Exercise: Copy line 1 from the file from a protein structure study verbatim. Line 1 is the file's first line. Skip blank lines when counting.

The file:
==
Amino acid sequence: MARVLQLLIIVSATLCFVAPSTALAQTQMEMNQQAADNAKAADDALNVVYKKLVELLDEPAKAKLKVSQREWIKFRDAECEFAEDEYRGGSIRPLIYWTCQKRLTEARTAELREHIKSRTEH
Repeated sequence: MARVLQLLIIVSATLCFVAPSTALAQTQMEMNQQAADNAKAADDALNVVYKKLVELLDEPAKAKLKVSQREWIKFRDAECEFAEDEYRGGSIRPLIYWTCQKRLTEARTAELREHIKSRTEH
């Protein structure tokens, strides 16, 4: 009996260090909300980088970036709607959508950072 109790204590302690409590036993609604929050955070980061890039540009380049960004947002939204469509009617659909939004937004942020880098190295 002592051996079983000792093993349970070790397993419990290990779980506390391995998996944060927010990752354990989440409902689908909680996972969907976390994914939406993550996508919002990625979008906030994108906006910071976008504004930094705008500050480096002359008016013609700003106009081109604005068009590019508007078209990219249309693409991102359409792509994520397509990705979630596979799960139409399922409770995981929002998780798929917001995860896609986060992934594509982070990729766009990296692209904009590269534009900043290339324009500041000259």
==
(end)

Amino acid sequence: MARVLQLLIIVSATLCFVAPSTALAQTQMEMNQQAADNAKAADDALNVVYKKLVELLDEPAKAKLKVSQREWIKFRDAECEFAEDEYRGGSIRPLIYWTCQKRLTEARTAELREHIKSRTEH